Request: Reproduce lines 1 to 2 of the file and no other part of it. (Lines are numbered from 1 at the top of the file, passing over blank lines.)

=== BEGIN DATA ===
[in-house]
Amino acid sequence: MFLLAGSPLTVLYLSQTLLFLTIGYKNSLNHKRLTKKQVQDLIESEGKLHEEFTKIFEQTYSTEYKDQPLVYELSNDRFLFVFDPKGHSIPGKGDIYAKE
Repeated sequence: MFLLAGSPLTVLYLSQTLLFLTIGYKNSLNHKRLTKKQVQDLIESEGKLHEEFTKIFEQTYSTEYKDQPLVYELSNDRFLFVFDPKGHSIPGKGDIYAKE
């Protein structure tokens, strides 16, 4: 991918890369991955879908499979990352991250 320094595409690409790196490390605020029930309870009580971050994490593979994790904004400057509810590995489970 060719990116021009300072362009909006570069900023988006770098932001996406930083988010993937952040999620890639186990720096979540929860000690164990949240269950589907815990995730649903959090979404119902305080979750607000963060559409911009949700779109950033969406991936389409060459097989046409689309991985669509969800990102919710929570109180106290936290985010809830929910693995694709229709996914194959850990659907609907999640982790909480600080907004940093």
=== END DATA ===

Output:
[in-house]
Amino acid sequence: MFLLAGSPLTVLYLSQTLLFLTIGYKNSLNHKRLTKKQVQDLIESEGKLHEEFTKIFEQTYSTEYKDQPLVYELSNDRFLFVFDPKGHSIPGKGDIYAKE